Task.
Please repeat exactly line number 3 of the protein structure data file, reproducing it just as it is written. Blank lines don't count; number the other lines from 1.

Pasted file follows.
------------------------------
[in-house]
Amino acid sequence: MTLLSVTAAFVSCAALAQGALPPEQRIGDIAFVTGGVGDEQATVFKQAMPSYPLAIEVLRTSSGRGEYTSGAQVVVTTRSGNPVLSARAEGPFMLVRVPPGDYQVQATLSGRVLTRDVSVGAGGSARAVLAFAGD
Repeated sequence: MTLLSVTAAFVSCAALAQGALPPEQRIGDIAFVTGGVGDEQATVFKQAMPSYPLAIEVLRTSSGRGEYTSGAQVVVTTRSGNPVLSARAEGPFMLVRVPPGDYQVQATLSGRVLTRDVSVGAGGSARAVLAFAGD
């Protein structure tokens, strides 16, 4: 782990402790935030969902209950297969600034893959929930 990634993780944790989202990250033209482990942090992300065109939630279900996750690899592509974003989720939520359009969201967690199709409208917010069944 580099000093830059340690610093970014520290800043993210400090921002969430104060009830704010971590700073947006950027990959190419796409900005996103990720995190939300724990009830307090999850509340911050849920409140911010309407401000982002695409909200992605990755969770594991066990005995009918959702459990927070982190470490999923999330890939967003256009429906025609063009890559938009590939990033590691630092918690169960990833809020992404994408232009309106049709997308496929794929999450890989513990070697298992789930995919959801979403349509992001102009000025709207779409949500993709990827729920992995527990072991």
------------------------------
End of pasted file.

Repeated sequence: MTLLSVTAAFVSCAALAQGALPPEQRIGDIAFVTGGVGDEQATVFKQAMPSYPLAIEVLRTSSGRGEYTSGAQVVVTTRSGNPVLSARAEGPFMLVRVPPGDYQVQATLSGRVLTRDVSVGAGGSARAVLAFAGD